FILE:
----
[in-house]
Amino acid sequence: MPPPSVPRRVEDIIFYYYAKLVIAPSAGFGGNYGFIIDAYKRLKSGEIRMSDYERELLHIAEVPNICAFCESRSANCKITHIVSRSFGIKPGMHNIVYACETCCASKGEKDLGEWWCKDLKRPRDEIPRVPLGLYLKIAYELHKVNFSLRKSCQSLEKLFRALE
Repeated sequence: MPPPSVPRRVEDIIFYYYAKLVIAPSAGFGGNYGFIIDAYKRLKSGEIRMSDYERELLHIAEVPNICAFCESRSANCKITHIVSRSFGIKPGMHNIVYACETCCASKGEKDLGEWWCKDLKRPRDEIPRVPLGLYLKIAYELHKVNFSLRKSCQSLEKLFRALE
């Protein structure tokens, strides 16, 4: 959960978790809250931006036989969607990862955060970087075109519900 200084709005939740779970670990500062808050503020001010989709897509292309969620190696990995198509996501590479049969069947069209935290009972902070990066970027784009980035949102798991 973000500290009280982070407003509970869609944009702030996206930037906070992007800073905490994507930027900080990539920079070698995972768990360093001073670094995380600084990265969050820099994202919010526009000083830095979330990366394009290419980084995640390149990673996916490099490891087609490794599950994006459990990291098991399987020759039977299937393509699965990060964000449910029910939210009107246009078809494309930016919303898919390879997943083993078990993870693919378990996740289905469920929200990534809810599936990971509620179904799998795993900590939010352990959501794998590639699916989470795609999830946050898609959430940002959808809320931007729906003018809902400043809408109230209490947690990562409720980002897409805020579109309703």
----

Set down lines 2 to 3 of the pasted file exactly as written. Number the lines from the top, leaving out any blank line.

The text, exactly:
Amino acid sequence: MPPPSVPRRVEDIIFYYYAKLVIAPSAGFGGNYGFIIDAYKRLKSGEIRMSDYERELLHIAEVPNICAFCESRSANCKITHIVSRSFGIKPGMHNIVYACETCCASKGEKDLGEWWCKDLKRPRDEIPRVPLGLYLKIAYELHKVNFSLRKSCQSLEKLFRALE
Repeated sequence: MPPPSVPRRVEDIIFYYYAKLVIAPSAGFGGNYGFIIDAYKRLKSGEIRMSDYERELLHIAEVPNICAFCESRSANCKITHIVSRSFGIKPGMHNIVYACETCCASKGEKDLGEWWCKDLKRPRDEIPRVPLGLYLKIAYELHKVNFSLRKSCQSLEKLFRALE